We have great pleasure in inviting you all to our next Pluralogue, Tocophobia: crisis in pregnancy.
With: Judith Barac
Date: Sunday 18 June 2017
Venue: Halkin Business Centre, 1–2 Paris Garden, London SE1 8ND
About the topic
The term Tocophobia describes the condition of being severely anxious about pregnancy and/or the process of childbirth.
In recent years there has been much coverage in the media about women who request Caesarian section. This coverage has often been negative and judgmental, earning these women the label of ‘too posh to push’.
I work with women to help provide a space where we can think together about what lies behind this fear and what we can understand by it and how we might be of help.
For some, this is a life-long fear and for others it can be a focus for a more generalised anxiety at a time when evidence indicates that anxiety levels (and other forms of psychological disorders) are higher than at other times in women’s lives.
Interestingly, there is a paucity of thinking or writing about this subject from a psychodynamic or psychoanalytic perspective. Given that we are all born, and many of us will have children of our own, I am puzzled by this. There are a range of presentations and possible underlying causes for this anxiety. Is this fear a primal fear, which puts us in touch with death as well as new life? Does this fear indicate something more than just fear of the birth process itself? Is this ambivalence about impending parenthood? Is something being repeated?
Recently I addressed The Foundation for Psychotherapy and Counselling annual conference and was delighted to find that this subject drew unprecedented interest. There was a lively discussion and left me with even more thoughts about what is really going on here.
I will present my experience of working with this cohort of women, supporting staff and offering clinical advice within a large NHS teaching hospital. I will also look at the issue from a more psychoanalytic perspective. What processes are at work between the mother and the unborn? Where does the father figure in the constellation? I will also think about other conscious and unconscious processes that may be at work between professionals, as well as the patient.
I will explore some parallel processes that often are repetitions of past history and how we can think about untangling them safely at a time of accelerated change.
I feel confident that we will have plenty of material to talk about and that there will be a lively and, perhaps at times, challenging discussion as there is plenty of food for thought.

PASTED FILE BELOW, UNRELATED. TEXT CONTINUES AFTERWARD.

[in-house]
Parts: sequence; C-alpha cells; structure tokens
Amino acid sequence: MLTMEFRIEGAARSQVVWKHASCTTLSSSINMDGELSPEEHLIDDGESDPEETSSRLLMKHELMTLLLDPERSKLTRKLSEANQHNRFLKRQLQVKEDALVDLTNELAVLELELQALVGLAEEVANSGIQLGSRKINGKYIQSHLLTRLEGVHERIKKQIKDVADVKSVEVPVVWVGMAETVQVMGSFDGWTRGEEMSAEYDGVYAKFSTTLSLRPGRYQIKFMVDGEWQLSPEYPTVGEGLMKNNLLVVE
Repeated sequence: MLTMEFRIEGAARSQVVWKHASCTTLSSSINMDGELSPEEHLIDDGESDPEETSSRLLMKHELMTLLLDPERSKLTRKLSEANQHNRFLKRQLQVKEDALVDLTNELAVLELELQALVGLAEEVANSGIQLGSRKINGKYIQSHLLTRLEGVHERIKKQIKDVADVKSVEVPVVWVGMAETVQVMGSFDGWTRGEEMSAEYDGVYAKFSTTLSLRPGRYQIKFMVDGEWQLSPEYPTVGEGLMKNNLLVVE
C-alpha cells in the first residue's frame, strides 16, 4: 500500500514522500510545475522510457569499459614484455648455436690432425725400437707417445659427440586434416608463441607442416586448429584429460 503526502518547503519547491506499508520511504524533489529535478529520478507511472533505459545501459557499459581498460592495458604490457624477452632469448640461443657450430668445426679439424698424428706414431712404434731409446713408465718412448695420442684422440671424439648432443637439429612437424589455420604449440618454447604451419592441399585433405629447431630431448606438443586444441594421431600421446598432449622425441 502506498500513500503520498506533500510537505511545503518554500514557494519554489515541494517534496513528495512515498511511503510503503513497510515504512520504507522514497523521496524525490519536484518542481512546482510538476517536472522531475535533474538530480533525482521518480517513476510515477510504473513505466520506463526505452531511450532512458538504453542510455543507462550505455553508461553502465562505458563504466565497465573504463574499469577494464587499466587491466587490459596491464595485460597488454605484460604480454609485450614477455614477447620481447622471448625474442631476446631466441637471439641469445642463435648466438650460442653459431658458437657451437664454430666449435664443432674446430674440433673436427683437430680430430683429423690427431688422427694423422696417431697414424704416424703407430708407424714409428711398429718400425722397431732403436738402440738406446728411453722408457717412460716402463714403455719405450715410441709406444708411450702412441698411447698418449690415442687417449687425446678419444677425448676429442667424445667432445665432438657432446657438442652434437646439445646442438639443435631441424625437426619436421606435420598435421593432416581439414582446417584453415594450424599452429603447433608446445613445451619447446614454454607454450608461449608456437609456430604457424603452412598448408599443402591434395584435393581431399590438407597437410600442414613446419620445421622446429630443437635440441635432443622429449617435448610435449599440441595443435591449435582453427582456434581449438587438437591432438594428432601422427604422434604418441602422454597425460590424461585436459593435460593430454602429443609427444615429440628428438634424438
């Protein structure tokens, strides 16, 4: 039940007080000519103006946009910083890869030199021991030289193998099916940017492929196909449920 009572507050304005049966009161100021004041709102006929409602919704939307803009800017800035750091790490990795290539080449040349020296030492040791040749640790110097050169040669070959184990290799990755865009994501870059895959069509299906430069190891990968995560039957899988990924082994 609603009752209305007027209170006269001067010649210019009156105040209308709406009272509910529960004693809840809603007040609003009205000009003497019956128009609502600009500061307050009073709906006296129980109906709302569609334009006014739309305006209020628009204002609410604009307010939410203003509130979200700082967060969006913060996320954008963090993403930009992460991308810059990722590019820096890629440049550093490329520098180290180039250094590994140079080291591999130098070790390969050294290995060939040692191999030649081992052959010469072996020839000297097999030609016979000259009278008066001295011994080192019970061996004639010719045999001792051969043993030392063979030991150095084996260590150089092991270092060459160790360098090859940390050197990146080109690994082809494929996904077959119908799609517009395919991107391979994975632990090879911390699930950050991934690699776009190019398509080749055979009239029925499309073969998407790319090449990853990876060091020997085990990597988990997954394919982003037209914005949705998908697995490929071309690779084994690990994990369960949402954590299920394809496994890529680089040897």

About Judith Barac
I trained as a midwife in the 1990s because of my interest in the psycho-social aspects of pregnancy, childbirth and becoming a parent. I have worked in the NHS as a specialist midwife giving support to women with psychological disturbance ranging from mild through moderate conditions to the more severe end of the spectrum.
Whilst managing a specialist perinatal psychiatric service I became interested in psychotherapy and started my training as a psychodynamic psychotherapist at Westminster Pastoral Foundation.
When I graduated I set up a clinic for women requesting Caesarean section for non-medical reasons.
I continue to do this at a teaching hospital in the NHS. Additionally, I work in the NHS in-team providing psychotherapy amongst other modalities for adults experiencing an acute onset of psycho-social crisis. Part of this work involves providing psychotherapy for women and men where there is a baby in the picture. I also have a private practice and work in SE1.
About the Pluralogue
For those new to this event, the Pluralogue is a space where we get together to both learn and socialise, meet some new colleagues and find out what others are up to, as well as enjoy some food and drink whilst digesting new ideas.
The term ‘Pluralogue’ was coined by Doron many years ago, to depict moving beyond monologue to dialogue… to Pluralogue (the conversation of many).
We hope to learn together and from each other in the form of a learning community in a friendly atmosphere with the added fun of dining together. The added bonus is that we structure it as a CPD event so you will actually be able to count it as CPD hours (a CPD certificate will be provided as well).
3pm–3.30pm: Tea break
Places cost £35.
To confirm your booking please email us at firstname.lastname@example.org and we will reply with details of how to pay.
Please use your name + PL18 as reference.
We look forward to seeing you there!
Doron, Dianne and Darren
07848 013 328